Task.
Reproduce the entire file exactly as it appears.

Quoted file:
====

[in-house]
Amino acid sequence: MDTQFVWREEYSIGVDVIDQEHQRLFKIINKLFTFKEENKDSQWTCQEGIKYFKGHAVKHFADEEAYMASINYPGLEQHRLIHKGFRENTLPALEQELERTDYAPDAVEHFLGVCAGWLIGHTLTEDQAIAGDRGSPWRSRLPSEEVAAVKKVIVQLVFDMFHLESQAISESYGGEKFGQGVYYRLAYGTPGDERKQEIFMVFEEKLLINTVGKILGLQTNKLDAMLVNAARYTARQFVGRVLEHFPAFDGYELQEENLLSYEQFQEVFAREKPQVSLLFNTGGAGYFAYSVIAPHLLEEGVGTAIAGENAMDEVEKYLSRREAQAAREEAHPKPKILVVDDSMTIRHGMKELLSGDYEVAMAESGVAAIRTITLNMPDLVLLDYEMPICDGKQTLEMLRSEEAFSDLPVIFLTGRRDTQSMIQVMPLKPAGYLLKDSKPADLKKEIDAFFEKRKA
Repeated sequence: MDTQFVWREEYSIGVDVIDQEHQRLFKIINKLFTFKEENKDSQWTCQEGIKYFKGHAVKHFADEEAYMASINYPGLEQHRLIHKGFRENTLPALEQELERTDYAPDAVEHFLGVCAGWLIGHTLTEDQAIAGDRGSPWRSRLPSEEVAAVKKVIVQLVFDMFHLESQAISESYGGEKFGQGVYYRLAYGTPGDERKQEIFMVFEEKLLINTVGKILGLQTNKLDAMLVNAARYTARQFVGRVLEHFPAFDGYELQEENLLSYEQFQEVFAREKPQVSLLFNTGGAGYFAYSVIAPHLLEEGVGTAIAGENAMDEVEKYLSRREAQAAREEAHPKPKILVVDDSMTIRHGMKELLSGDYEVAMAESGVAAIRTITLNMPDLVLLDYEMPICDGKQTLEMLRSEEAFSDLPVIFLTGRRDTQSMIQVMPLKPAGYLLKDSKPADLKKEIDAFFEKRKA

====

[in-house]
Amino acid sequence: MDTQFVWREEYSIGVDVIDQEHQRLFKIINKLFTFKEENKDSQWTCQEGIKYFKGHAVKHFADEEAYMASINYPGLEQHRLIHKGFRENTLPALEQELERTDYAPDAVEHFLGVCAGWLIGHTLTEDQAIAGDRGSPWRSRLPSEEVAAVKKVIVQLVFDMFHLESQAISESYGGEKFGQGVYYRLAYGTPGDERKQEIFMVFEEKLLINTVGKILGLQTNKLDAMLVNAARYTARQFVGRVLEHFPAFDGYELQEENLLSYEQFQEVFAREKPQVSLLFNTGGAGYFAYSVIAPHLLEEGVGTAIAGENAMDEVEKYLSRREAQAAREEAHPKPKILVVDDSMTIRHGMKELLSGDYEVAMAESGVAAIRTITLNMPDLVLLDYEMPICDGKQTLEMLRSEEAFSDLPVIFLTGRRDTQSMIQVMPLKPAGYLLKDSKPADLKKEIDAFFEKRKA
Repeated sequence: MDTQFVWREEYSIGVDVIDQEHQRLFKIINKLFTFKEENKDSQWTCQEGIKYFKGHAVKHFADEEAYMASINYPGLEQHRLIHKGFRENTLPALEQELERTDYAPDAVEHFLGVCAGWLIGHTLTEDQAIAGDRGSPWRSRLPSEEVAAVKKVIVQLVFDMFHLESQAISESYGGEKFGQGVYYRLAYGTPGDERKQEIFMVFEEKLLINTVGKILGLQTNKLDAMLVNAARYTARQFVGRVLEHFPAFDGYELQEENLLSYEQFQEVFAREKPQVSLLFNTGGAGYFAYSVIAPHLLEEGVGTAIAGENAMDEVEKYLSRREAQAAREEAHPKPKILVVDDSMTIRHGMKELLSGDYEVAMAESGVAAIRTITLNMPDLVLLDYEMPICDGKQTLEMLRSEEAFSDLPVIFLTGRRDTQSMIQVMPLKPAGYLLKDSKPADLKKEIDAFFEKRKA